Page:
• Flexed knees. It is very important that you arrive at the top of your swing with your knees flexed. Your lower body is going to need to take over the swing starting with the transition, and that is only going to be possible if your knees are slightly flexed when the backswing concludes. Many amateur golfers reach the top of their swing with their legs locked straight, meaning they have no way to engage their lower body in the downswing. This is one of the mistakes that most-commonly leads to a slice. Pay attention to the position of your knees when you finish your backswing so that you can be sure you are ready for a proper downswing transition.

There is nothing particularly complicated about the three points above. As long as you have kept your balance nicely, kept your right elbow in close to your side, and maintained the flex in your knees, you should be ready to go. Many golfers make the game harder than it has to be when it comes to swing theory and technique. Focus on these basic fundamentals and you should be well-prepared to transition into the downswing.

A Step-by-Step Look at the Downswing

A Step-by-Step Look at the Downswing

Before you rush off to the driving range to work on your transition, take a moment away from the course to read through the section below and understand exactly what you should be trying to do during the transition. Many golfers get this wrong, so they end up practicing the wrong things on the driving range. Better golf starts with a clear understanding of what your objectives should be during the whole swing – and specifically during the transition.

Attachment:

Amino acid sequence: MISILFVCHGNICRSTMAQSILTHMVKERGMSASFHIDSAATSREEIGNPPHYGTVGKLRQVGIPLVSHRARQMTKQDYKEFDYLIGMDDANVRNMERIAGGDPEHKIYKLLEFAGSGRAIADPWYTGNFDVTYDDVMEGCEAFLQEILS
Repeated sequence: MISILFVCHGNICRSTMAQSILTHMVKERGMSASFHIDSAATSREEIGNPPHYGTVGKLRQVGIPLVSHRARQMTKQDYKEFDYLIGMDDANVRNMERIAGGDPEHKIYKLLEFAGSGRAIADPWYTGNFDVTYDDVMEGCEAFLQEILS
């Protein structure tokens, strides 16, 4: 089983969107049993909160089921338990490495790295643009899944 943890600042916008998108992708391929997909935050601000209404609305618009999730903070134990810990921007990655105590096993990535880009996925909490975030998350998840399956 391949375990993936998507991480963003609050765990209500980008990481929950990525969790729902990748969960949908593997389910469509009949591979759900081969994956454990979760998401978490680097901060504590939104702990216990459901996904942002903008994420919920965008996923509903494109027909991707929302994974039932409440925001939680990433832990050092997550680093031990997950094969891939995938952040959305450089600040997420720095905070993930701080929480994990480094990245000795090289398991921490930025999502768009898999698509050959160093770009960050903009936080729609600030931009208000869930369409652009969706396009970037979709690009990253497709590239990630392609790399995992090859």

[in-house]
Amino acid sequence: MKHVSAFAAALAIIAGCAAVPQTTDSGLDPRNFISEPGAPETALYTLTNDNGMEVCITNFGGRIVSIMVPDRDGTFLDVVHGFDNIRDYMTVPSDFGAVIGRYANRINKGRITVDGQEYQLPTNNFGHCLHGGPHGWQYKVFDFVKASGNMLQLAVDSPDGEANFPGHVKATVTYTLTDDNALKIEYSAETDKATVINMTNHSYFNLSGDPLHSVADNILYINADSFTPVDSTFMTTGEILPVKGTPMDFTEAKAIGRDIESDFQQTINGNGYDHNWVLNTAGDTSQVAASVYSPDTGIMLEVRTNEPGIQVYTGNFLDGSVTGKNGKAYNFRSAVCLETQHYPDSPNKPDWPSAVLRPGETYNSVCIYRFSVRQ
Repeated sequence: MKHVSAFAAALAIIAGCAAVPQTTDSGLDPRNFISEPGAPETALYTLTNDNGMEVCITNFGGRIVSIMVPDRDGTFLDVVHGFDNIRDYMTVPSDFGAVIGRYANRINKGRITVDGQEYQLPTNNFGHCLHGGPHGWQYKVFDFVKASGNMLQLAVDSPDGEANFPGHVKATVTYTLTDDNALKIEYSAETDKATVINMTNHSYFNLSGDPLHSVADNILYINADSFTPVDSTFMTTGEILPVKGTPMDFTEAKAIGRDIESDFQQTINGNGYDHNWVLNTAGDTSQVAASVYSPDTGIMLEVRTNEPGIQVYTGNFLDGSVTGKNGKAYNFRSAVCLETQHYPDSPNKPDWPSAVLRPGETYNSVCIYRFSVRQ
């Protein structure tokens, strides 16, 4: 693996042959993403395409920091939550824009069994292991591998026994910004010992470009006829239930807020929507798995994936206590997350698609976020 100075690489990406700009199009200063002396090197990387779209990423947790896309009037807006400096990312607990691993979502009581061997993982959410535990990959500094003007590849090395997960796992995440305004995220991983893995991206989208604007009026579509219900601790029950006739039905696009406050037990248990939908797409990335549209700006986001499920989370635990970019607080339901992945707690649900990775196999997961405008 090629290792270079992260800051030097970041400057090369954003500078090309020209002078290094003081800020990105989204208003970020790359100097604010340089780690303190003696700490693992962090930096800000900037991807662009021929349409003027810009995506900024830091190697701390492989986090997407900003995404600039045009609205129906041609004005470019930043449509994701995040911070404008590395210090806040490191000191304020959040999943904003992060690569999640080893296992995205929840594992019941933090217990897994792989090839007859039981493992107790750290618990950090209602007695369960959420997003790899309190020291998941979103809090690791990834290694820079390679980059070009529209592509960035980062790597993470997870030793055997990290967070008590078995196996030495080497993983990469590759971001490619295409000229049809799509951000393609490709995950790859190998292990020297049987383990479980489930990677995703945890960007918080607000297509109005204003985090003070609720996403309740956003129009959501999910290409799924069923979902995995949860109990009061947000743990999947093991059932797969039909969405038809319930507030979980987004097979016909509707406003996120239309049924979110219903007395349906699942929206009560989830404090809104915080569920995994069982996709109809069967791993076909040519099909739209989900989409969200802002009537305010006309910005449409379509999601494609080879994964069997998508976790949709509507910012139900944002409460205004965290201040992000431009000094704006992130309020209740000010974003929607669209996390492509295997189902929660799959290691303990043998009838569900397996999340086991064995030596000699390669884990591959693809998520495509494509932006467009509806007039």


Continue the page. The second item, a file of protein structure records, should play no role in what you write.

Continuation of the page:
The five steps below happen quickly when you are actually swinging the club, so it is helpful to read through them slowly and think about each as an individual movement. When you start to put it all together on the driving range, it will begin to meld into one smooth process that leads to great golf shots.

  • The backswing ends. When your shoulders stop turning to the right away from the target, your backswing should be over. If you allow your arms to continue on after your shoulders have stopped, you are going to put the club in a bad position. Focus on the rotation of the shoulders, and make sure that everything stops as soon as you are done turning. Also, don't force your turn to go any farther than it wants to naturally – doing so can cause you to lose your balance.
  • Your left hip goes first. As the backswing is ending, your left hip should take over the golf swing and begin the process of moving everything toward the target. Be aware that the swing can all go wrong if you miss this step. Most golfers start with their hands instead of their hip, and there is no way to recover later on from that mistake. Your left hip should begin the downswing by moving left and back, away from the golf ball. This doesn't need to be a sudden movement, but rather it should be smooth and gradual to allow the club to transition beautifully from backswing to downswing. If you have ever wondered how pro golfers are able to make the swing look so easy, it is because they use their hip perfectly during the transition of the swing. With your lower body doing the work, everything else can begin to fall into place.